What was the hardest thing you faced upon arriving?
The work we do on the ground by definition requires us to be multitaskers. So, at the same time as I was working with the experts on the content of the project, as a FIIAPP representative my main responsibility was to set up the project office and maintain strict control over the allocation and use of project funds.
That task is not just logistical but also one that involves intense institutional relations work. Due to the very nature of the activities and of the project, it’s impossible to separate institutional and personal relationships.
The professional profile of the various people involved makes it a closed and restricted circle in which you have to generate a significant level of trust before the institutions we want to work with will open their doors to us. We can never forget that we are foreigners and that in a matter as delicate as counter-terrorism, establishing a relationship of trust is an urgent and key task for being able to implement what the EU has entrusted to FIIAPP.
Another factor to consider is the fact that the EU is a relatively new actor in the region in terms of security issues. To overcome this unfamiliarity with the EU, it was essential to deploy recognised experts. These experts are from their same professional world and are capable of sharing common experiences, but with different perspectives and approaches, and, ultimately, capable of providing added value to their daily work.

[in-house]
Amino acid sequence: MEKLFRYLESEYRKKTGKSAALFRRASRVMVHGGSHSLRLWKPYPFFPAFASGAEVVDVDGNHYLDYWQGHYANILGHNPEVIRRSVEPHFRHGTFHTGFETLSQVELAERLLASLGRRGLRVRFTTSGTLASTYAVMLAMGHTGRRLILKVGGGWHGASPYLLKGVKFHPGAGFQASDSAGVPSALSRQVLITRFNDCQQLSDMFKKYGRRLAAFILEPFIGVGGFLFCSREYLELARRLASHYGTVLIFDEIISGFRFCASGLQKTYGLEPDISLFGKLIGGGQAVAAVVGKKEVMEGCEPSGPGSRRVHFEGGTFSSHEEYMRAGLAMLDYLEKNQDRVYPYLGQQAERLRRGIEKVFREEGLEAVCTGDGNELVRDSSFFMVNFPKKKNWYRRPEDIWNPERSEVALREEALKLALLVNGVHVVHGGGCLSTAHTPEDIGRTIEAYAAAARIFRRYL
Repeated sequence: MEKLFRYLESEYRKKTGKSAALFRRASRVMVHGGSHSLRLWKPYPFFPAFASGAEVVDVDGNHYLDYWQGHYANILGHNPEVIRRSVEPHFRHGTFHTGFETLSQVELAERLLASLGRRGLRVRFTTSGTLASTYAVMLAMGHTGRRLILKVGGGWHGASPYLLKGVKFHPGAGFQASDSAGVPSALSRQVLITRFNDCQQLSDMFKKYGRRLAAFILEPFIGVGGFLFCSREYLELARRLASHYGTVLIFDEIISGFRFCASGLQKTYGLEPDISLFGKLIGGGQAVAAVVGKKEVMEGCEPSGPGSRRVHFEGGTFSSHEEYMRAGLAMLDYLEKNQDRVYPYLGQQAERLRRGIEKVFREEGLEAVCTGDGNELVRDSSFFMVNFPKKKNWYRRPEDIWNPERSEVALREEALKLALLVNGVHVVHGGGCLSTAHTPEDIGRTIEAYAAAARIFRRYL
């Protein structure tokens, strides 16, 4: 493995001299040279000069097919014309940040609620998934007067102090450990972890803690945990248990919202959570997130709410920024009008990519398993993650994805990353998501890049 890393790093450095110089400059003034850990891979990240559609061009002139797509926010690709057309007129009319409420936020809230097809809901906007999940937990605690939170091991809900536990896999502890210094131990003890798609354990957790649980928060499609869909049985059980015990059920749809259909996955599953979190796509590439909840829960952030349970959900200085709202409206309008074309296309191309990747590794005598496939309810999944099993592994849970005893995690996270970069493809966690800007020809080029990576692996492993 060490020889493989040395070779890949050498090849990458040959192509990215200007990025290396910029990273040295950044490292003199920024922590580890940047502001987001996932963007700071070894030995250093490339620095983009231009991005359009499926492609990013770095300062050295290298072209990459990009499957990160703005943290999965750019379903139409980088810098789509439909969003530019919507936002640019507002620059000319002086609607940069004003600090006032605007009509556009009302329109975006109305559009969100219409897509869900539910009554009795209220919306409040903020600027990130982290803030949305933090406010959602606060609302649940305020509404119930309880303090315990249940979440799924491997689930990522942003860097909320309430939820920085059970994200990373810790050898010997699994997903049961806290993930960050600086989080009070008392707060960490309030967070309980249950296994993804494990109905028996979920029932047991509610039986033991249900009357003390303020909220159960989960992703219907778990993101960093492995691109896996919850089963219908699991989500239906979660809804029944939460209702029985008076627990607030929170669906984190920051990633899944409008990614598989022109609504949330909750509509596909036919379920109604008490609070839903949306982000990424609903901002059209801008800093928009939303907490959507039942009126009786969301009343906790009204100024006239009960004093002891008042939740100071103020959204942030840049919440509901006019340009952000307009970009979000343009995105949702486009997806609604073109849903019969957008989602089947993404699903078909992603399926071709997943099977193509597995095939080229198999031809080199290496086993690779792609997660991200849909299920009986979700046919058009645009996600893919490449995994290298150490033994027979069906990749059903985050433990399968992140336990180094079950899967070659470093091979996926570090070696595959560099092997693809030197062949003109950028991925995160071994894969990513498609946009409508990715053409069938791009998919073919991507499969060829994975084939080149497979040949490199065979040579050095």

Lastly, I would highlight the fact that, as this is a regional project, we cover an area of 5.7 million km2 with a population of 250 million inhabitants with racial, ethnic and religious differences which are often a source of conflict. This work of forming personal relationships implies the need for direct familiarity with the region and the people, and for maintaining contacts over time.
Being located in Nairobi helps to maintain these contacts, the face-to-face aspect, which is so important in local cultures for generating the necessary bonds of trust, and it requires an absolute availability to travel in the region. Due to the region’s infrastructure, these trips can often turn out to be more gruelling treks that you can imagine.
And the easiest part?
I don’t think anything has really been easy, but it is true that we are seeing good acceptance and a positive first assessment of the efforts of the EU, through FIIAPP, and of Spanish public administrations and the member states involved in the implementation of our activities.
On a personal level, I have to say that a Spanish passport opens many doors, or at least keeps them from closing. The reasons are various. Without a doubt, the fact that we have not had a historic presence in the region, the image of our society as an example of coexistence and overcoming backwardness or limitations, and even the positive image associated with the athletic achievements of the last decade, which I call “sport diplomacy”, positively affect our image, and that makes it easier to approach third parties.
How do you rate the experience of working as an expatriate?
Personally, and while it sounds less glamorous, I believe that we expatriates are first and foremost immigrants and that, as such, we face similar situations regardless of the reasons we had for leaving our country. In turn, migration conditions today are totally different; communication media makes it so that, thousands of kilometres away, people can maintain relationships on an almost daily basis with the reality of their country of origin. The expatriate or emigrant becomes an expert on Skype, Whatsapp and FaceTime connections.